This week we spend too much time talking about Franco to lay a floor for discussing The Spirit of the Beehive as a political film. Of course, even without that context it’s a masterpiece of a movie, visually stunning and stylistically perfect. Also it has Frankenstein.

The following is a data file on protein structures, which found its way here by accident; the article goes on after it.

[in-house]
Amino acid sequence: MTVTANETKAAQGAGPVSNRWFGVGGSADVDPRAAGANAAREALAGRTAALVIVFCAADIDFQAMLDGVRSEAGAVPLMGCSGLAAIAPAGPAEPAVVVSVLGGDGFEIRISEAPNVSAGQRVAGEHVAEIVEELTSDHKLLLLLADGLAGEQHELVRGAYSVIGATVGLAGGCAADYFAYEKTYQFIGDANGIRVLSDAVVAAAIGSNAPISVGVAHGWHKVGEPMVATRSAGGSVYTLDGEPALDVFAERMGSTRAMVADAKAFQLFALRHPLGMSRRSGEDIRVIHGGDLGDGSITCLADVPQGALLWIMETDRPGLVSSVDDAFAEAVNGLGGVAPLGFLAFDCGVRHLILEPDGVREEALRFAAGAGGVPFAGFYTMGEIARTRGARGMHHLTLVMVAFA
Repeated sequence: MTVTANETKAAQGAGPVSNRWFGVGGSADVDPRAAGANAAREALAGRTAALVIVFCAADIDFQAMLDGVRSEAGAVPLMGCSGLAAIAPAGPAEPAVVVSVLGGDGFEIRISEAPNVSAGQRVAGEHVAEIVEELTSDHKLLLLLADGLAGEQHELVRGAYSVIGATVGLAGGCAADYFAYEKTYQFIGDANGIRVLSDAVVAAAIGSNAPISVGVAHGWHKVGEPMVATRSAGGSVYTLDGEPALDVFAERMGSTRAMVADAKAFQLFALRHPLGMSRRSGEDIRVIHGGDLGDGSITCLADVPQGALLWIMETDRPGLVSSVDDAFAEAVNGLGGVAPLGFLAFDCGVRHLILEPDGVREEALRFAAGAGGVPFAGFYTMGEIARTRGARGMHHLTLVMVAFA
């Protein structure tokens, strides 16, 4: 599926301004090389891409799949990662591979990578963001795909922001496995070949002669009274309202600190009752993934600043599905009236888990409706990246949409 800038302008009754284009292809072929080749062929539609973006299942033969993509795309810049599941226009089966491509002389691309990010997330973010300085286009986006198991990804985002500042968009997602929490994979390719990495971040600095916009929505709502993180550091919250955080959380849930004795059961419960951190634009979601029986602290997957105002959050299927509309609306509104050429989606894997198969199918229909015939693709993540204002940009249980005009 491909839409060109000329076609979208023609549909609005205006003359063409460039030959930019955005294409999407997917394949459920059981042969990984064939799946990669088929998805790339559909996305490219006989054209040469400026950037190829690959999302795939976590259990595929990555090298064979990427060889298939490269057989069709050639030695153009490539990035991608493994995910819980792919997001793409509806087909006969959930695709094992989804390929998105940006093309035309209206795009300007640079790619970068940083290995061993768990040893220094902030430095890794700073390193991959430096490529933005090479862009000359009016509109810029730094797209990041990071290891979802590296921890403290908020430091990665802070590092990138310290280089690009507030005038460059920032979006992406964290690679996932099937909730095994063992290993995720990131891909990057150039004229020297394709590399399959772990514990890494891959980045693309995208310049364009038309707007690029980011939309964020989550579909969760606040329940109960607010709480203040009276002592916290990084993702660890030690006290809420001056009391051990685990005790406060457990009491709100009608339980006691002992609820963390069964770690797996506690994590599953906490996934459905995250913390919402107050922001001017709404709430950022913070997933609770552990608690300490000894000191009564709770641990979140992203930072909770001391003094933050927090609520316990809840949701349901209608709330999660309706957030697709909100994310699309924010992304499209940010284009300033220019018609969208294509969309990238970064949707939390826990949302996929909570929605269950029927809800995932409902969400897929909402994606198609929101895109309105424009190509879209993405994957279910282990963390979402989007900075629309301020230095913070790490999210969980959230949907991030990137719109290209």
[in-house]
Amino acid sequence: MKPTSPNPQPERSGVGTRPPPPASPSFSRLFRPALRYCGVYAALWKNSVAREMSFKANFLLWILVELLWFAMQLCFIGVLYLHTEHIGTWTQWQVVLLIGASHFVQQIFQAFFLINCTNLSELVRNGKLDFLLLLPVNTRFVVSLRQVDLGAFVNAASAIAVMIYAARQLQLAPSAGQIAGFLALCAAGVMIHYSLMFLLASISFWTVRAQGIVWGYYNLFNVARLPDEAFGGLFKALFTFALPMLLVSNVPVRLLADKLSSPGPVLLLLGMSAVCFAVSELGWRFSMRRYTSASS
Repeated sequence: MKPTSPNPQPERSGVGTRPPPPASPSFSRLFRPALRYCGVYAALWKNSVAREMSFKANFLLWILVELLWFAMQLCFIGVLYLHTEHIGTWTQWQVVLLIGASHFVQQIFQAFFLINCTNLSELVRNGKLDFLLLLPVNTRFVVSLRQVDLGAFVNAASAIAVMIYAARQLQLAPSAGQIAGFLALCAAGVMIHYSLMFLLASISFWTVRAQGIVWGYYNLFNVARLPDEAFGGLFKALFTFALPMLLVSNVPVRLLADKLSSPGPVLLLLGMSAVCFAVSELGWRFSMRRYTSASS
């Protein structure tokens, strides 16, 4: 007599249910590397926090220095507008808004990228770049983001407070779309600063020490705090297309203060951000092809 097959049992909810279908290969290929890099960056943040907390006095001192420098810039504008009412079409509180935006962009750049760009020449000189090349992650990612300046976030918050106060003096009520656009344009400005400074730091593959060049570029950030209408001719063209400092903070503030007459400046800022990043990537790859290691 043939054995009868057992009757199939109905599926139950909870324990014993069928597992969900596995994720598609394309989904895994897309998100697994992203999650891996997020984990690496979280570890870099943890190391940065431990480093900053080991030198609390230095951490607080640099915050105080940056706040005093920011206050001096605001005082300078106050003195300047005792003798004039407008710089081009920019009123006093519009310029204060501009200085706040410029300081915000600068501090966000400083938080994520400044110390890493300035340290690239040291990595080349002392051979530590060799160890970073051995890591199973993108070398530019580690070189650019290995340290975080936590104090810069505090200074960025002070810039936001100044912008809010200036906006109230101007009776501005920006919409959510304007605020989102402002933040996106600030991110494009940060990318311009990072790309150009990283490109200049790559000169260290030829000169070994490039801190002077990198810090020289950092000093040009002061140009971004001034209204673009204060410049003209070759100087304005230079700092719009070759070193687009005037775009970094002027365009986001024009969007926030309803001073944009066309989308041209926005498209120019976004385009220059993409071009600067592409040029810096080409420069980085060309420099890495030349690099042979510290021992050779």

What happens when a man is so singularly obsessed with possessing a woman that he doesn't even pay attention to who she is? It's a question possibly only accidentally asked by Luis Bunuel in That Obscure Object of Desire (1977). Bunuel's final film, it is also arguably rather autobiographical, and from what we've learned from Bunuel he is the sort of self-deluded fool that thinks he knows himself so well to make a film like this as autobiographical. While it certainly contains Bunuel's common satire of the upperclass, this film subdues his famous surreality into just how people react, or don't react, to what's going on around them. Oh, and the female lead is played by two different women and no one notices. The film is either brilliant or really dumb. Or both.